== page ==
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The Madison daily leader. [volume] (Madison, S.D.) 1890-current, January 17, 1911, Image 1

Image and text provided by South Dakota State Historical Society – State Archives

Persistent link: https://chroniclingamerica.loc.gov/lccn/sn99062034/1911-01-17/ed-1/seq-1/

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Srtrivoid Scandal,
He Sajs.
Wu Entitled to VoliHitarjr H#ttr*
mant Under the Law, but Reports
From 8an Francisco Say Officers of
ths Fleet Contemplated Making
Charges Against Him Reflecting
Upon His Moral Character.
Washington, Jan. 17.—The applica
tion of Rear Admiral Barry for retire
ment has been approved by President
Taft and he has been transferred to
the retired list of the navy.
The navy department has receiYed a
telegram from Rear Admiral Thomas,
who was appointed to succeed Ad
miral Barry, that he had assumed
command of the Pacific fleet. The
navy department issued the order re
tiring Admiral Barry on Saturday and
advised hiin of that fact by telegraph.
This action waB taken before the
publication of the allegations that offi
cers of the flagship West Virginia con
templated charges against the admiral
reflecting upon his moral character.
It was reiterated at the navy depart
ment that no charges nad been filed
here against Admiral Barry and all
that was known officially in regard to
his retirement was that lie desired to
avail himself of the privilege granted
by law to voluntary retirement after
forty years' active service.
Officers Demanded Action.
San Francisco, Jan. 17.—According
to reports published here Admiral
Barry sent his request for relief to
Washington following a conference
with the staff and line officers on
board the West Virginia, At this con
ference, it was reported, the sugges
tion was made that a loaded revolver
be sent to the admiral's cabin, but
this suggestion was lost on a vote.
The officers present then took an oath
of secrecy on condition that Admiral
Barry forward his resignation to
Washington at once.
Instead of resigning the admiral re
quested retirement. After that fact
became known the subject matter of
the conference leaked out until all the
sailors of the fleet were talking. Ad
miral Barry says:
"It is not true that I have been
forced to retire. Men have asked for
immediate retirement before. The
reasons that have caused me to do
this are partly public and partly pri
"The man who Is triumphantly vin
dicated under such circumstances is
as much a loser as if the charges were
proved to be true. I believed that by
requesting immediate letlrement I
could save the navy a scandal."
Ttotlve Thousand Employes One
Chicago Firm Return.
Chicago, Jan. 17.—Twelve thousand
workers who have been on strike
since Sept. 29 besieged the forty-eight
factories controlled by Hart, Schaff
ner & Marx.
As quickly as possible they were
put back to work.
With peace restored In these shops
the strike leaders prepared to con
tinue the tight against the other cloth
log manufacturers who still hold out
Fighting Said to Have Continued Six
teen Hours.
Chihuahua, Mex., Jan. 17.—'-A six
teen-hour battle between seventy gov
ernment volunteers and 100 revolu
tionists occurred in the village of
This report has reached General
Hernandez, commanding the military
sone. No details were given, but from
the duration of the engagement it is
presumed the losses were considera-
YSftv? Unknown Men -Killed.
Minneapolis, Jan. 17.—Two men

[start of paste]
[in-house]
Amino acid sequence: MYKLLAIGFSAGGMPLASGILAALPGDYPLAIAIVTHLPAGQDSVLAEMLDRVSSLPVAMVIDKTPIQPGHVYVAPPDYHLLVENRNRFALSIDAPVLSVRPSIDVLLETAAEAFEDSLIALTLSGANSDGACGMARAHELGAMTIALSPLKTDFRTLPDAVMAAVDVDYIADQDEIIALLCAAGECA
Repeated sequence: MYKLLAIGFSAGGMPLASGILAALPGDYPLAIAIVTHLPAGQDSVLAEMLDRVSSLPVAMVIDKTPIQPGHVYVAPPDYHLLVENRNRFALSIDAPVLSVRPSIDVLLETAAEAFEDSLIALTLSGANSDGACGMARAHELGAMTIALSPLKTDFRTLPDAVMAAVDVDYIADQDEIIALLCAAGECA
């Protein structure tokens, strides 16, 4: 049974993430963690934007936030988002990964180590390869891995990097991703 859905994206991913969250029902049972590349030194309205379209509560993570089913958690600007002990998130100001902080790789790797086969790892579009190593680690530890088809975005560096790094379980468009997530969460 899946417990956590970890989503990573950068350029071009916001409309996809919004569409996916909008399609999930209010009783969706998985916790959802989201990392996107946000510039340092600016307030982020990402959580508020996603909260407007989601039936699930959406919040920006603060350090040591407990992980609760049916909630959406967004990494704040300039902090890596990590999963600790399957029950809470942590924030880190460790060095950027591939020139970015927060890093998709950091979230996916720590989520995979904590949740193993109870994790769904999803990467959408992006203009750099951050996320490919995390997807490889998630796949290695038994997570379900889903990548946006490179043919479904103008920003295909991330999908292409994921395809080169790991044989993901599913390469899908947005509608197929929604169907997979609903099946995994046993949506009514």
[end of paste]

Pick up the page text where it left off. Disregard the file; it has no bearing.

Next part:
w*r* inolantlv killed and their muti
lated bodies thrown more than 100
feet when train No. 29 on the Min
neapolis and St. Louie railroad bore
down on the two. who were on their
way to work two miles west of the
Minneapolis city limits. One of the
bodies was decapitated and parts of
both were scattered along the rails.
Boiler Explosion Kills Two.
Hariette, O., Jan. 17.—Two men
were killed and another seriously in
jured in a boiler explosion at the
Oleary stone quarry here. Thomas
Words was instantly killed and Phillip
Bules died shortly afterward. Lota
Smttb «w MTlwuly iajured.
it etJ'. ,-jy'
Court Social Fetes Postponed
by Her Serious Illness.
v J*.
Russian Court Anxious About Csarfna'a
St. Petersburg, Jan. 17.—Gloom has
settled down upon the court circles be
cause of the serious illness of the
czarina, whose condition is such that
she cannot at present leave her bed.
Partial paralysis is said to have at
tacked her feet and is spreading to her
legs and ai ms. All court fetes planned
for the immediate future have been
postponed. Specialists and nurses are
in constant attendance.
When the czarina returned from tak
ing the cure at Bad Nauheim she was
in much improved health, although she
still suffered from the extreme depres
sion that had alarmed the czar and the
royal family. Recently, it has just be
come known, the czarina suffered a re
lapse, following which paralysis in her
extremities is said to have developed.
The czarina is said to be possessed
of a fear that the life of the czarevitch
is in danger, fear for whose safety
haunts he" constantly.
Rate Cases Argued Before Com
merce Commission.
Washington, Jan. 17.—Arguments la
the Western rate cases were begun be
fore the interstate commerce commis
In general the cases are similar to
those involving the carriers in official
classification territory which were
argued before the commission last
week. They differ from the Eastern
cases, however, in an important re
spect. The latter involve only—or
practically only—class rates while
the Western cases involve only com
modity rates.
The territory involved in the direct
advances in Western rates includes
the states of Minnesota, Wisconsin,
Iowa, Missouri. North Dakota, South
Dakota, Nebraska, Kansas and Mon
tana. The rates filed are effective be
tween points in this territory and to
and from Chicago and other basic
points. The advance in rates affect
not merely local traffic, but all of the
traffic in the particular commodities
named movfng Into, through, or out of
the territory.
In a general way ninety-two com
modities are affected. All of them are
articles of daily consumption and, for
the greater part, may be regarded as